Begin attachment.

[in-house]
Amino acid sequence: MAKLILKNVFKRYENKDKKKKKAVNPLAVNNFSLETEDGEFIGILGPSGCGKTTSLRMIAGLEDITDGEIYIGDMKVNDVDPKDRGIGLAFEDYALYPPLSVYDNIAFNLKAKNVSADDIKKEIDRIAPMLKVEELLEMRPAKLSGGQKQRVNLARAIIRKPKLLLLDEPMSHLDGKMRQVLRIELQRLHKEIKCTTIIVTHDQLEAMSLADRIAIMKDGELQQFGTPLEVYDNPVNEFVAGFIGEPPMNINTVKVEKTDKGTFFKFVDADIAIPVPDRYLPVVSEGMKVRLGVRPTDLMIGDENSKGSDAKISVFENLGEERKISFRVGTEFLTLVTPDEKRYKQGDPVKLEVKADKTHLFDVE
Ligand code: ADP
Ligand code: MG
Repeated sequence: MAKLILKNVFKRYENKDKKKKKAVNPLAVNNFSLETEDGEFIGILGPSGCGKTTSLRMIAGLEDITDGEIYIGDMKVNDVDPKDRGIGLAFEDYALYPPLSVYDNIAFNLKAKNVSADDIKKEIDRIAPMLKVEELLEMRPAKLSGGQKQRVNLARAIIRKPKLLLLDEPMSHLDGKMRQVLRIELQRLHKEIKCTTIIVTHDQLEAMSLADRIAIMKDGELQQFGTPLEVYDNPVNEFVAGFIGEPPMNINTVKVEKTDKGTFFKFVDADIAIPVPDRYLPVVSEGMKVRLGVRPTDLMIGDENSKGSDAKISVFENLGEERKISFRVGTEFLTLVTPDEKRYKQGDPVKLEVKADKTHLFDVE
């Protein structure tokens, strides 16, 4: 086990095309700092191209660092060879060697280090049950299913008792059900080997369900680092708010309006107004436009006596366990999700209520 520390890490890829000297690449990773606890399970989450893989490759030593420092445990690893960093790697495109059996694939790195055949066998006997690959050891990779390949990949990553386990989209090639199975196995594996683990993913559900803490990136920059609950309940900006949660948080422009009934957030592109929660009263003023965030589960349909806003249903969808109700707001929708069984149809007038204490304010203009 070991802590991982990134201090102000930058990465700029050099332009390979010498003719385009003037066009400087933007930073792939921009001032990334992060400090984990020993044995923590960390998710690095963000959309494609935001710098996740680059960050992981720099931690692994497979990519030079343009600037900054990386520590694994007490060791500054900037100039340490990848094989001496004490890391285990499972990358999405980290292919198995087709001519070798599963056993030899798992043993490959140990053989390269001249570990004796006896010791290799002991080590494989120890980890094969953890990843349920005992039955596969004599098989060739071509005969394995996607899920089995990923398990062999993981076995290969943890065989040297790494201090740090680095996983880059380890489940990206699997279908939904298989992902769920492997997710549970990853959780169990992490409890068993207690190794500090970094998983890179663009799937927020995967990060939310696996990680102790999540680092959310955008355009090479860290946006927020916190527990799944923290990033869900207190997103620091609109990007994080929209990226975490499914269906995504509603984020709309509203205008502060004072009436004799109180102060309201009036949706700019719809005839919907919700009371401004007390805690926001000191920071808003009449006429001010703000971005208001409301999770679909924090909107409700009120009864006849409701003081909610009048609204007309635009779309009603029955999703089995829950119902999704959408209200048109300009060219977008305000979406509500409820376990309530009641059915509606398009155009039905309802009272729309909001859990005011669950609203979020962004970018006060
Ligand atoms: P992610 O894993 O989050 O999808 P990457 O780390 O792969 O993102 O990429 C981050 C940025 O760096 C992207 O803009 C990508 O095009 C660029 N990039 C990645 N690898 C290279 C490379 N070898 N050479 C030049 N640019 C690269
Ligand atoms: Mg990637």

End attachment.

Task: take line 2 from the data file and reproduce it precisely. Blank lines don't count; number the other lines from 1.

Amino acid sequence: MAKLILKNVFKRYENKDKKKKKAVNPLAVNNFSLETEDGEFIGILGPSGCGKTTSLRMIAGLEDITDGEIYIGDMKVNDVDPKDRGIGLAFEDYALYPPLSVYDNIAFNLKAKNVSADDIKKEIDRIAPMLKVEELLEMRPAKLSGGQKQRVNLARAIIRKPKLLLLDEPMSHLDGKMRQVLRIELQRLHKEIKCTTIIVTHDQLEAMSLADRIAIMKDGELQQFGTPLEVYDNPVNEFVAGFIGEPPMNINTVKVEKTDKGTFFKFVDADIAIPVPDRYLPVVSEGMKVRLGVRPTDLMIGDENSKGSDAKISVFENLGEERKISFRVGTEFLTLVTPDEKRYKQGDPVKLEVKADKTHLFDVE